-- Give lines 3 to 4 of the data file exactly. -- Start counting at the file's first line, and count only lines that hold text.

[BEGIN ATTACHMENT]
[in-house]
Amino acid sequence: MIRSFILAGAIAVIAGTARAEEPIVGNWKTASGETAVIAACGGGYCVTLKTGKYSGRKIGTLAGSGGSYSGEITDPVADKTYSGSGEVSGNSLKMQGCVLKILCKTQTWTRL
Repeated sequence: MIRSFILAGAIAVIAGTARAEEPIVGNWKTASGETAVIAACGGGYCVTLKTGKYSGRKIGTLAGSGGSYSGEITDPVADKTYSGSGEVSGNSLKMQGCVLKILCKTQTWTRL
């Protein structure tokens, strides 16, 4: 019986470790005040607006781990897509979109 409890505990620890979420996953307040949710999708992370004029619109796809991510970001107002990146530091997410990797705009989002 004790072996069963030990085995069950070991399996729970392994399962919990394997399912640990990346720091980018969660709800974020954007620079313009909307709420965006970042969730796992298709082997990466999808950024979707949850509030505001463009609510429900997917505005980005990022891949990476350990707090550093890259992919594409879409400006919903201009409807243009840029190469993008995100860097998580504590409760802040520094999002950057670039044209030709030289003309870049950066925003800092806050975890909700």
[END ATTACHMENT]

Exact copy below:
Repeated sequence: MIRSFILAGAIAVIAGTARAEEPIVGNWKTASGETAVIAACGGGYCVTLKTGKYSGRKIGTLAGSGGSYSGEITDPVADKTYSGSGEVSGNSLKMQGCVLKILCKTQTWTRL
């Protein structure tokens, strides 16, 4: 019986470790005040607006781990897509979109 409890505990620890979420996953307040949710999708992370004029619109796809991510970001107002990146530091997410990797705009989002 004790072996069963030990085995069950070991399996729970392994399962919990394997399912640990990346720091980018969660709800974020954007620079313009909307709420965006970042969730796992298709082997990466999808950024979707949850509030505001463009609510429900997917505005980005990022891949990476350990707090550093890259992919594409879409400006919903201009409807243009840029190469993008995100860097998580504590409760802040520094999002950057670039044209030709030289003309870049950066925003800092806050975890909700």